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Rail News: Safety

NTSB, TSB jointly issue crude-by-rail safety recommendations


In what it characterized as an "unprecedented move," the National Transportation Safety Board (NTSB) yesterday announced it's issuing a series of recommendations on crude-by-rail safety in coordination with the Transportation Safety Board of Canada (TSB).

Crude oil shipments by rail have increased more than 400 percent since 2005. The NTSB is concerned that "major loss of life, property damage and environmental consequences can occur when large volumes of crude oil or other flammable liquids are transported on a single train involved in an accident, as seen in the Lac Mégantic, Quebec, accident, as well as several [other] accidents investigated in the U.S.," board officials said in a press release.

The NTSB and TSB opted to coordinate their safety recommendations because railroads routinely operate crude unit trains in both countries and across the U.S.-Canada border, officials from both agencies said.

The NTSB issued the following recommendations to the Federal Railroad Administration and Pipeline and Hazardous Materials Safety Administration (PHMSA):
• hazardous materials route planning for railroads should be expanded to avoid populated and other sensitive areas;
• an audit program should be developed to ensure railroads that carry petroleum products have adequate response capabilities to address worst-case discharges of the entire quantity of product carried on a train; and
• railroads and shippers should be audited to ensure they're properly classifying hazardous materials, and have adequate safety and security plans in place.

"The large-scale shipment of crude oil by rail simply didn't exist 10 years ago, and our safety regulations need to catch up with this new reality," said NTSB Chairman Deborah Hersman. "While this energy boom is good for business, the people and the environment along rail corridors must be protected from harm."

The TSB recommended that Transport Canada and PHMSA place tougher standards on on all Class-111 tank cars and not just new ones. The board recently determined that older and unprotected Class-111 cars ruptured and released crude during the Lac-Mégantic derailment, even at lower speeds.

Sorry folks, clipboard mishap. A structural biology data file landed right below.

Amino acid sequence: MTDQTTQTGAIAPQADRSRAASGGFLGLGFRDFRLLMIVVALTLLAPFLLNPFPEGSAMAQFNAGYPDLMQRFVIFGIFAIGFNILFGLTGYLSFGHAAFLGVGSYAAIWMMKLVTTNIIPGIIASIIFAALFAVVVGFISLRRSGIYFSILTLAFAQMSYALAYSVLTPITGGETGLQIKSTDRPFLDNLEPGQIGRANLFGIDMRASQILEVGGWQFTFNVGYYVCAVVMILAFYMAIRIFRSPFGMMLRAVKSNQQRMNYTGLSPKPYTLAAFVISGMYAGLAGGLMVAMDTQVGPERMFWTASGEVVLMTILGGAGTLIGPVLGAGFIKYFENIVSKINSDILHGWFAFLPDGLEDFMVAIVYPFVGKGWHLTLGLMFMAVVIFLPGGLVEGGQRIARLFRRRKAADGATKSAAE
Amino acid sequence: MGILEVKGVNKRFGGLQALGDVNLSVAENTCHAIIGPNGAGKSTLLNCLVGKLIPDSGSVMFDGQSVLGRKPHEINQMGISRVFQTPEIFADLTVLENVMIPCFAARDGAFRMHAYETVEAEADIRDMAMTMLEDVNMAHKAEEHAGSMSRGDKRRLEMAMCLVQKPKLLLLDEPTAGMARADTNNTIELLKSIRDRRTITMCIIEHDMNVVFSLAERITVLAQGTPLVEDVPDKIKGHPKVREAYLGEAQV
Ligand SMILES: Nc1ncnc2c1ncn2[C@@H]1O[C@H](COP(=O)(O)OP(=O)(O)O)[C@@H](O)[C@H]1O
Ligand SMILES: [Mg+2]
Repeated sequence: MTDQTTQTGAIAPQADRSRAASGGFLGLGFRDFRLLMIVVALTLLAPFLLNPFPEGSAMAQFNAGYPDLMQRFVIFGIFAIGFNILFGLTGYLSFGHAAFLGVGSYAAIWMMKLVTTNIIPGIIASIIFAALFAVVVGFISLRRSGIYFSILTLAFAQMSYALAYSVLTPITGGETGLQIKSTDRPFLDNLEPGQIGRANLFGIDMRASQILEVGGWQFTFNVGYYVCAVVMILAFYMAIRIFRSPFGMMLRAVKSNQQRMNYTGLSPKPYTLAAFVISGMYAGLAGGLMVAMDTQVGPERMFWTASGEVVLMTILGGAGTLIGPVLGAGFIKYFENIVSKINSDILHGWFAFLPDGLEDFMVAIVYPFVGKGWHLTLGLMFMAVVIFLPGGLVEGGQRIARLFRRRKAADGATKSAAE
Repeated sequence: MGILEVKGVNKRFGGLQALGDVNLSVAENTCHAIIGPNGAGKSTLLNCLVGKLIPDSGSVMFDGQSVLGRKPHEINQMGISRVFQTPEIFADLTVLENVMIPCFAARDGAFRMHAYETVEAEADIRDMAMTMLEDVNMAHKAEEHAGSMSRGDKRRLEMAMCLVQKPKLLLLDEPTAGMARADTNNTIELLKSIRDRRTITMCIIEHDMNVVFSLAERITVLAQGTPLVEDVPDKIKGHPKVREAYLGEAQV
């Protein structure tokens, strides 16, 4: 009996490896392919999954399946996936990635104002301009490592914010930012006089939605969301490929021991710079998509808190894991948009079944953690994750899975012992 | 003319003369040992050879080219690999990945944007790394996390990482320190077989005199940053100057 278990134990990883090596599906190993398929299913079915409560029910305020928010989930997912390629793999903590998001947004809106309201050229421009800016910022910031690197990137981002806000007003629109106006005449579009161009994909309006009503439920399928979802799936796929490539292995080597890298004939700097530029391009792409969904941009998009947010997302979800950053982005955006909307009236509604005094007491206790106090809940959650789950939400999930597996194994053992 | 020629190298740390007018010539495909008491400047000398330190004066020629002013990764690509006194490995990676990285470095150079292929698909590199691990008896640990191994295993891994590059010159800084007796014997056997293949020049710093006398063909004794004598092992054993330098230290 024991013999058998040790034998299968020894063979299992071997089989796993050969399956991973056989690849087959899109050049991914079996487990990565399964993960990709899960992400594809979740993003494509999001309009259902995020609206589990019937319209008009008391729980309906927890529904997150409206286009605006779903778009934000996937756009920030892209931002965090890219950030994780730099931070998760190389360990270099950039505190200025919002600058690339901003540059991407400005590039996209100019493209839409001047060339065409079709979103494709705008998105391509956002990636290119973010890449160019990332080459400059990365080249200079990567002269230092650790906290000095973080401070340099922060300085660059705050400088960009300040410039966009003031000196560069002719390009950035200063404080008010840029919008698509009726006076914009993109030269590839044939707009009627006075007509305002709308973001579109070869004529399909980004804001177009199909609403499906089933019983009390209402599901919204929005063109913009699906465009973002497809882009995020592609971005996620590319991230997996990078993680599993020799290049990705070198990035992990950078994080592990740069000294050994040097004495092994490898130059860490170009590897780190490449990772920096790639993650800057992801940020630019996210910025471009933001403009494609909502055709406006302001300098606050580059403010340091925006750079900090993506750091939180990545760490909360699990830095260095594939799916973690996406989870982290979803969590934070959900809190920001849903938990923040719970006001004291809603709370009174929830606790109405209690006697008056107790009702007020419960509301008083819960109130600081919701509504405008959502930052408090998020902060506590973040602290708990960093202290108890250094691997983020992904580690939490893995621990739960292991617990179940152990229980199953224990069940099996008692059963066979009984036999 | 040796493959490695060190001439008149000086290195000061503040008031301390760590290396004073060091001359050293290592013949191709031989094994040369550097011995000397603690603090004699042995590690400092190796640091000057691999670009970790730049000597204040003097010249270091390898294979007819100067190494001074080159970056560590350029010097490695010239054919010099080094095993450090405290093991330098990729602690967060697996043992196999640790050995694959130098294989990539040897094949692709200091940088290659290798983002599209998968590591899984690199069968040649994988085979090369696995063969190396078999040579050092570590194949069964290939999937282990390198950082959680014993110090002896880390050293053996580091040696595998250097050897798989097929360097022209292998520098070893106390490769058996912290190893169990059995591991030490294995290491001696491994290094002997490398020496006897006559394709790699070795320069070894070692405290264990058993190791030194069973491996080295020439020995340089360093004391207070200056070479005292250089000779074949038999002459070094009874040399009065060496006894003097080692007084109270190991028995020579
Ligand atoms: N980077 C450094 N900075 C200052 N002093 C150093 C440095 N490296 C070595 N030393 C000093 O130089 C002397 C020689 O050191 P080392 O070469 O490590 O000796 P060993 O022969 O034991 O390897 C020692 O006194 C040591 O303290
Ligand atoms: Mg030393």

The TSB also recommended that Transport Canada require railroads to more carefully choose a haz-mat route and require emergency response assistance plans along routes where large volumes of liquid hydrocarbons are shipped.

"If North American railways are to carry more and more of these flammable liquids through our communities, it must be done safely," said TSB Chairman Wendy Tadros.

Meanwhile, Association of American Railroads (AAR) President and Chief Executive Officer Ed Hamberger reaffirmed the rail industry's commitment to haul crude safely and reliably during an address to energy and financial industry leaders in Washington, D.C., yesterday. He also emphasized that both rail and pipelines will have major roles in moving crude across North America as the domestic energy industry continues to grow.

"Because our U.S. freight railroad network is strong and flexible, the industry is rising to meet the challenge of safely hauling the dramatic increase in domestically produced oil," said Hamberger in a press release. "As an industry, we are able to access a 140,000-mile network to meet the needs of oil-producing customers while additional pipeline capacity is coming online in North America."

Hamberger also stated that the AAR is in full agreement with the NTSB's and TSB's recommendations.

"They align with our previous calls for increased federal tank-car safety standards as well as the work the industry is undertaking with our customers and the Administration in an environment of shared responsibility for the safe movement of America’s energy products," he said.

Railway Association of Canada (RAC) officials also expressed support for the boards' recommendations. The industry will work collaboratively with regulators, unions and other stakeholders to ensure the most recent set of proposals become part of Canada’s deeply embedded rail safety culture, RAC officials said in a press release.

"We are in favor of measures that enhance the safety of Canada’s rail network," said RAC President and CEO Michael Bourque. "In addition to ongoing industry efforts, the TSB’s recommendations will advance the safe handling of goods that are essential to Canadians and Canada’s economy."